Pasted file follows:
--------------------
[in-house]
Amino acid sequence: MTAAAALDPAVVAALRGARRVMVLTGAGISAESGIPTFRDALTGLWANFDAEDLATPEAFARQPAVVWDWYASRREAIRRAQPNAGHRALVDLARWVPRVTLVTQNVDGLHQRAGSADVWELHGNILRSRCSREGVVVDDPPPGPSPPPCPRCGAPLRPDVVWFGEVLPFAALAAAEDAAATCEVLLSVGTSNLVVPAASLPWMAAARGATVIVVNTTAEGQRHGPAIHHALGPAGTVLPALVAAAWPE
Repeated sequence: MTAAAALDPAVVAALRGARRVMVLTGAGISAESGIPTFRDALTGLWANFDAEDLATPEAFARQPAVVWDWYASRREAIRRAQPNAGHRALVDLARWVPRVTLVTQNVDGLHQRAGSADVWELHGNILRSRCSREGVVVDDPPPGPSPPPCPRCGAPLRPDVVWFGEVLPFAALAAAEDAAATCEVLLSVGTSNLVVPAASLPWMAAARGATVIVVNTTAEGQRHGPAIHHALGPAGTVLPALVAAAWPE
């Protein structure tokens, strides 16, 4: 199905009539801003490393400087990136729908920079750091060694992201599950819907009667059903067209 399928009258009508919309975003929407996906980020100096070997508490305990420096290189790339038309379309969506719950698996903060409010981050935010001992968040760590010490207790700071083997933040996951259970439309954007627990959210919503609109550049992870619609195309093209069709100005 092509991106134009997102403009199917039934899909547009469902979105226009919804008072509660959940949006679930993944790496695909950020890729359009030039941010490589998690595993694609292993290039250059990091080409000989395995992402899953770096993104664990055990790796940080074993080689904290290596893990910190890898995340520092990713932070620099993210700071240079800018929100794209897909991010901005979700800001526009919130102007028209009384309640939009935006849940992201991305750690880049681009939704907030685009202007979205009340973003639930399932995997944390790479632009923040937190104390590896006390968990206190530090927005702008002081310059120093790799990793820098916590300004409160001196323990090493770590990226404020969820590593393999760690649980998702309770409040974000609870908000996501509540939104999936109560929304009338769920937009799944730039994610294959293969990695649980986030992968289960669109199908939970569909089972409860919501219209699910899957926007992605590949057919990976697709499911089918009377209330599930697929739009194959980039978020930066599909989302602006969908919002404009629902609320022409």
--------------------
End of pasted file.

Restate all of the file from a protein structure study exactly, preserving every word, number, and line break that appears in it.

[in-house]
Amino acid sequence: MTAAAALDPAVVAALRGARRVMVLTGAGISAESGIPTFRDALTGLWANFDAEDLATPEAFARQPAVVWDWYASRREAIRRAQPNAGHRALVDLARWVPRVTLVTQNVDGLHQRAGSADVWELHGNILRSRCSREGVVVDDPPPGPSPPPCPRCGAPLRPDVVWFGEVLPFAALAAAEDAAATCEVLLSVGTSNLVVPAASLPWMAAARGATVIVVNTTAEGQRHGPAIHHALGPAGTVLPALVAAAWPE
Repeated sequence: MTAAAALDPAVVAALRGARRVMVLTGAGISAESGIPTFRDALTGLWANFDAEDLATPEAFARQPAVVWDWYASRREAIRRAQPNAGHRALVDLARWVPRVTLVTQNVDGLHQRAGSADVWELHGNILRSRCSREGVVVDDPPPGPSPPPCPRCGAPLRPDVVWFGEVLPFAALAAAEDAAATCEVLLSVGTSNLVVPAASLPWMAAARGATVIVVNTTAEGQRHGPAIHHALGPAGTVLPALVAAAWPE
């Protein structure tokens, strides 16, 4: 199905009539801003490393400087990136729908920079750091060694992201599950819907009667059903067209 399928009258009508919309975003929407996906980020100096070997508490305990420096290189790339038309379309969506719950698996903060409010981050935010001992968040760590010490207790700071083997933040996951259970439309954007627990959210919503609109550049992870619609195309093209069709100005 092509991106134009997102403009199917039934899909547009469902979105226009919804008072509660959940949006679930993944790496695909950020890729359009030039941010490589998690595993694609292993290039250059990091080409000989395995992402899953770096993104664990055990790796940080074993080689904290290596893990910190890898995340520092990713932070620099993210700071240079800018929100794209897909991010901005979700800001526009919130102007028209009384309640939009935006849940992201991305750690880049681009939704907030685009202007979205009340973003639930399932995997944390790479632009923040937190104390590896006390968990206190530090927005702008002081310059120093790799990793820098916590300004409160001196323990090493770590990226404020969820590593393999760690649980998702309770409040974000609870908000996501509540939104999936109560929304009338769920937009799944730039994610294959293969990695649980986030992968289960669109199908939970569909089972409860919501219209699910899957926007992605590949057919990976697709499911089918009377209330599930697929739009194959980039978020930066599909989302602006969908919002404009629902609320022409």